Dear MSU Community,

Today I want to share with you work your land-grant university is doing to help protect the lives of all Montanans during the COVID-19 pandemic.

Thanks to the work of Montana State University researchers under the able leadership of Jason Carter, Vice President for Research, Economic Development and Graduate Education, the university will begin providing surveillance testing services for the state under the direction of the Montana Department of Public Health and Human Services.

Surveillance testing is done on groups of asymptomatic individuals to detect the virus early and help slow its spread. The Montana Department of Public Health and Human Services will determine who to use the surveillance testing capacity on, but it could include health care professionals and other essential workers statewide.

Beginning next week, MSU will provide tests on 500 individuals per day under the direction of DPHHS.

I joined Montana Governor Steve Bullock in Helena this afternoon to announce this important partnership, which is ever more timely as the commercial laboratory that has been providing services to the state is unable to keep up with demand as a result of an increase in cases nationally.

From the very inception of the land-grant university ideal by Congress and President Abraham Lincoln in 1862, service and outreach, especially in times of crisis, has been part of our mission. Indeed, land-grants like Montana State were first created to help the United States feed itself. Over more than 125 years, land-grant universities have been producing new knowledge, sharing it with our communities and providing important service to the people of our states and the nation.

Today, our researchers on campus carry on that tradition by pouring their creative energies into this surveillance testing project, as well as other important endeavors that benefit the communities we serve. I want to give them my personal thanks for their efforts and dedication and remind them, and all of us, that we walk in the footsteps of another MSU graduate who rose to help in times of crisis, Maurice Hilleman, the most prolific vaccinologist in history who is credited with saving more lives than another scientist in the 20th century. You can read more about Dr. Hilleman's remarkable life here.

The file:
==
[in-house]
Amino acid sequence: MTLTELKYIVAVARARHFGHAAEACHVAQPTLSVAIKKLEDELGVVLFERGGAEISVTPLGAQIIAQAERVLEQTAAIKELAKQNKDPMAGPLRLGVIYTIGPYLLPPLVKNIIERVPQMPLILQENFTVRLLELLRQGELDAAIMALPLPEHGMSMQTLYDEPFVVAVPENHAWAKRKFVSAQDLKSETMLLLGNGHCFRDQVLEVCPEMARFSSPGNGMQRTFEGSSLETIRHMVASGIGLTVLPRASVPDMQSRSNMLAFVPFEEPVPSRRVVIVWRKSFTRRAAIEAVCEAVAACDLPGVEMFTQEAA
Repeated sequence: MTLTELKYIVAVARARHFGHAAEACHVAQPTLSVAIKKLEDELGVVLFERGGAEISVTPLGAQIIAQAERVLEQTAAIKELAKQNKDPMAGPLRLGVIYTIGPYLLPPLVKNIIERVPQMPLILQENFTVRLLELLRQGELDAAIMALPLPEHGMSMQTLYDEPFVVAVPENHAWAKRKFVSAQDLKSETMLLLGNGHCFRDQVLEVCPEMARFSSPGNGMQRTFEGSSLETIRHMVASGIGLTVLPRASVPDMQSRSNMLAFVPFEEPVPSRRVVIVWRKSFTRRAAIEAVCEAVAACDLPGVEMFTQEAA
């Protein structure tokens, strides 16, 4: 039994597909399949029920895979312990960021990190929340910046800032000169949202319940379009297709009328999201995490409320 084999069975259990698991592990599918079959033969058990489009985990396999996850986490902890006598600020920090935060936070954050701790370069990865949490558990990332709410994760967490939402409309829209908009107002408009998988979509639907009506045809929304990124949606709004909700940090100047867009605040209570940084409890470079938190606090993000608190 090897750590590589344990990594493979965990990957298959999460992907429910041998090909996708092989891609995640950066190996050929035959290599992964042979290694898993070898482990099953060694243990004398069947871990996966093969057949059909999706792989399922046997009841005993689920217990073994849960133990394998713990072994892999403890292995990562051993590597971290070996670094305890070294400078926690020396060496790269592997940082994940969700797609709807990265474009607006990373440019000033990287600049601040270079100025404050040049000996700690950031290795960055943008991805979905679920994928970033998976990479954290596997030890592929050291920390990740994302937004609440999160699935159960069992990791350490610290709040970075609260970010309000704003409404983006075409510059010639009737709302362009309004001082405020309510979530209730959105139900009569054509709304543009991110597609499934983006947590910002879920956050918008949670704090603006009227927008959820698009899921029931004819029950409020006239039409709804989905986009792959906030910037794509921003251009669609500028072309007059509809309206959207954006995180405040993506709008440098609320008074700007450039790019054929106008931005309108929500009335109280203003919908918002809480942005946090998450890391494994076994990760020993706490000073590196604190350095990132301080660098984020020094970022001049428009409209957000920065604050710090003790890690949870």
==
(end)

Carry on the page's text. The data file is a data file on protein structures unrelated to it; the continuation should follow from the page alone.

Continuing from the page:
With this surveillance testing program, MSU carries on the legacy of the land-grant mission and the legacy of graduates like Maurice Hilleman. Surveillance testing plays an important role in slowing the spread of the virus. If asymptomatic individuals can be identified early through surveillance testing, they can be isolated to prevent further spread. Additionally, a downstream benefit of early detection provided by surveillance testing is that it can reduce the number of tests needed for symptomatic individuals and their close contacts.

Finally, as important as the addition of this surveillance testing is to the state, we still all need to work together to slow the spread of the virus. On Monday, Montana State University implemented a requirement that all students, faculty, staff and visitors wear face coverings. You can see my full letter on the subject by clicking here. Face coverings are just one important tool that all of us need to utilize in addition to regularly washing our hands, keep a social distance both while on campus and after hours in our personal pursuits, and knowing the symptoms of COVID-19.

We cannot promise a risk-free fall semester. There will be risk. But by working together, and by taking personal responsibility, we can mitigate the spread of the virus and keep our campus open to in-person classes. I know you can rise to the challenge, Bobcats, just as our researchers have risen to the challenge of helping the great state of Montana. I'll see you in the fall.


Waded Cruzado
President, Montana State University